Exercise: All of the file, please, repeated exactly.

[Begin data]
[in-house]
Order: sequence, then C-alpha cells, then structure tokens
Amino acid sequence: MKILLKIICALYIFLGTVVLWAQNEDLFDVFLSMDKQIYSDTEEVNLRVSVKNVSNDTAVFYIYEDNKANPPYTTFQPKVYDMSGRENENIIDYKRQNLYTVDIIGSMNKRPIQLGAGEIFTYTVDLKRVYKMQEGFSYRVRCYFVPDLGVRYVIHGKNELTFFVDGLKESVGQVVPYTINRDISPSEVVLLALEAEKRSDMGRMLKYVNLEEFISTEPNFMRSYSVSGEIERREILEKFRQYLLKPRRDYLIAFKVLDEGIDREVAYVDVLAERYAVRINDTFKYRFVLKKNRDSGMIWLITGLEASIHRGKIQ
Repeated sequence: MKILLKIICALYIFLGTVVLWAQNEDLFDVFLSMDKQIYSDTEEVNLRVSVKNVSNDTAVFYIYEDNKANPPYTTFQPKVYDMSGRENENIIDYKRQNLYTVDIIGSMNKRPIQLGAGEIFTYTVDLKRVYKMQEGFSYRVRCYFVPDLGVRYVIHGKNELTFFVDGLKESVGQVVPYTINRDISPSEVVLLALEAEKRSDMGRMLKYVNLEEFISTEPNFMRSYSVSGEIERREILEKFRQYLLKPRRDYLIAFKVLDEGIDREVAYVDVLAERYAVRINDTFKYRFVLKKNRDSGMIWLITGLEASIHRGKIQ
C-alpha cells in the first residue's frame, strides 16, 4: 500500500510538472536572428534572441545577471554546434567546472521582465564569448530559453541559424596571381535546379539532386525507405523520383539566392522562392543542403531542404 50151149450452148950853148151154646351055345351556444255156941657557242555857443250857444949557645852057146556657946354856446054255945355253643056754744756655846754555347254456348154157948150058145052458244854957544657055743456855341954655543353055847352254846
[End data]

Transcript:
[in-house]
Order: sequence, then C-alpha cells, then structure tokens
Amino acid sequence: MKILLKIICALYIFLGTVVLWAQNEDLFDVFLSMDKQIYSDTEEVNLRVSVKNVSNDTAVFYIYEDNKANPPYTTFQPKVYDMSGRENENIIDYKRQNLYTVDIIGSMNKRPIQLGAGEIFTYTVDLKRVYKMQEGFSYRVRCYFVPDLGVRYVIHGKNELTFFVDGLKESVGQVVPYTINRDISPSEVVLLALEAEKRSDMGRMLKYVNLEEFISTEPNFMRSYSVSGEIERREILEKFRQYLLKPRRDYLIAFKVLDEGIDREVAYVDVLAERYAVRINDTFKYRFVLKKNRDSGMIWLITGLEASIHRGKIQ
Repeated sequence: MKILLKIICALYIFLGTVVLWAQNEDLFDVFLSMDKQIYSDTEEVNLRVSVKNVSNDTAVFYIYEDNKANPPYTTFQPKVYDMSGRENENIIDYKRQNLYTVDIIGSMNKRPIQLGAGEIFTYTVDLKRVYKMQEGFSYRVRCYFVPDLGVRYVIHGKNELTFFVDGLKESVGQVVPYTINRDISPSEVVLLALEAEKRSDMGRMLKYVNLEEFISTEPNFMRSYSVSGEIERREILEKFRQYLLKPRRDYLIAFKVLDEGIDREVAYVDVLAERYAVRINDTFKYRFVLKKNRDSGMIWLITGLEASIHRGKIQ
C-alpha cells in the first residue's frame, strides 16, 4: 500500500510538472536572428534572441545577471554546434567546472521582465564569448530559453541559424596571381535546379539532386525507405523520383539566392522562392543542403531542404 50151149450452148950853148151154646351055345351556444255156941657557242555857443250857444949557645852057146556657946354856446054255945355253643056754744756655846754555347254456348154157948150058145052458244854957544657055743456855341954655543353055847352254846